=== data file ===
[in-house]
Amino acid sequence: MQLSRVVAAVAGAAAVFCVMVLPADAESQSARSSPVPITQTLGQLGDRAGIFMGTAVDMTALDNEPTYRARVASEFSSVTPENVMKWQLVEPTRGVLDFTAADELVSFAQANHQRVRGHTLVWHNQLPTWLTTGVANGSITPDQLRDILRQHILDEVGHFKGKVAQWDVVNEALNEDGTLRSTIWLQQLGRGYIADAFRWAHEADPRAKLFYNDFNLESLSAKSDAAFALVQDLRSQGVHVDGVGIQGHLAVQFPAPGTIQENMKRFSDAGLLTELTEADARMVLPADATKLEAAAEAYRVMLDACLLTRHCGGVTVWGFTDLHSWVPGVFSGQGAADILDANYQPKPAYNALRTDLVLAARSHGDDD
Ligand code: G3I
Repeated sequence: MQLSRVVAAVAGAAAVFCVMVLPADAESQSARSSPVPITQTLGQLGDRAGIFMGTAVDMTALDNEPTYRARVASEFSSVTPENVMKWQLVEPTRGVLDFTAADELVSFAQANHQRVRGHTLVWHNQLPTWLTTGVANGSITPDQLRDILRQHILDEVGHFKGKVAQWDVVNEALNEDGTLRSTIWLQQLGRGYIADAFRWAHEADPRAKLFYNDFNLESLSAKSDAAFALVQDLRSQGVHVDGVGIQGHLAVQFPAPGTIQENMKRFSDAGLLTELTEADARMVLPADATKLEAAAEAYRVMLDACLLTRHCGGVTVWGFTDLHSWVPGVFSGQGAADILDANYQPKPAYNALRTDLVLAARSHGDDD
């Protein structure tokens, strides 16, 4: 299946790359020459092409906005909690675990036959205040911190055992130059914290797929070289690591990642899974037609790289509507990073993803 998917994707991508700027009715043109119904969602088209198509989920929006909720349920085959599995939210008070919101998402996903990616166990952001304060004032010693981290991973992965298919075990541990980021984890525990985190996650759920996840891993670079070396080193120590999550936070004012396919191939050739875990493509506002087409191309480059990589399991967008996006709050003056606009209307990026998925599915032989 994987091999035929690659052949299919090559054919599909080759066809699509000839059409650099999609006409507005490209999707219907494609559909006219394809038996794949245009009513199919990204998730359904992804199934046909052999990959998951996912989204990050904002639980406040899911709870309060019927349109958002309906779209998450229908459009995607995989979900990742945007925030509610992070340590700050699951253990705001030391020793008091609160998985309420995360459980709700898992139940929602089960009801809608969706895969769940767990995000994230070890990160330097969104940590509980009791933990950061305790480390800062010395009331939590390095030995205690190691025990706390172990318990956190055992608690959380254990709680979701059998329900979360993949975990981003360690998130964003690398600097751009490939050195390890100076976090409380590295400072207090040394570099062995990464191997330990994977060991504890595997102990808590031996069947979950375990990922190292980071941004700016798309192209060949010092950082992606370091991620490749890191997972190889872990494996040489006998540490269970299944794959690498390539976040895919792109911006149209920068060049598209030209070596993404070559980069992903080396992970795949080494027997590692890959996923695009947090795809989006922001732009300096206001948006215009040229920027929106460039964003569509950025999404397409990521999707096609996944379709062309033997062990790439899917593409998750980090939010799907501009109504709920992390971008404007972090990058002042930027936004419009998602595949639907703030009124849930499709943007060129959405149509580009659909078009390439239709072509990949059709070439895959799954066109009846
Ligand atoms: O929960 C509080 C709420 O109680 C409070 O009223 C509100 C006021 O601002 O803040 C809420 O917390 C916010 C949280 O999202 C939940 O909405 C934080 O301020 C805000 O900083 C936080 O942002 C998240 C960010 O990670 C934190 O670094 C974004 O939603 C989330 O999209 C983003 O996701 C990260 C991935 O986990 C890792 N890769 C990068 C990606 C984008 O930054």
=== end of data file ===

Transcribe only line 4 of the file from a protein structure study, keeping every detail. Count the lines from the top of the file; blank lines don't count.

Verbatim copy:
Repeated sequence: MQLSRVVAAVAGAAAVFCVMVLPADAESQSARSSPVPITQTLGQLGDRAGIFMGTAVDMTALDNEPTYRARVASEFSSVTPENVMKWQLVEPTRGVLDFTAADELVSFAQANHQRVRGHTLVWHNQLPTWLTTGVANGSITPDQLRDILRQHILDEVGHFKGKVAQWDVVNEALNEDGTLRSTIWLQQLGRGYIADAFRWAHEADPRAKLFYNDFNLESLSAKSDAAFALVQDLRSQGVHVDGVGIQGHLAVQFPAPGTIQENMKRFSDAGLLTELTEADARMVLPADATKLEAAAEAYRVMLDACLLTRHCGGVTVWGFTDLHSWVPGVFSGQGAADILDANYQPKPAYNALRTDLVLAARSHGDDD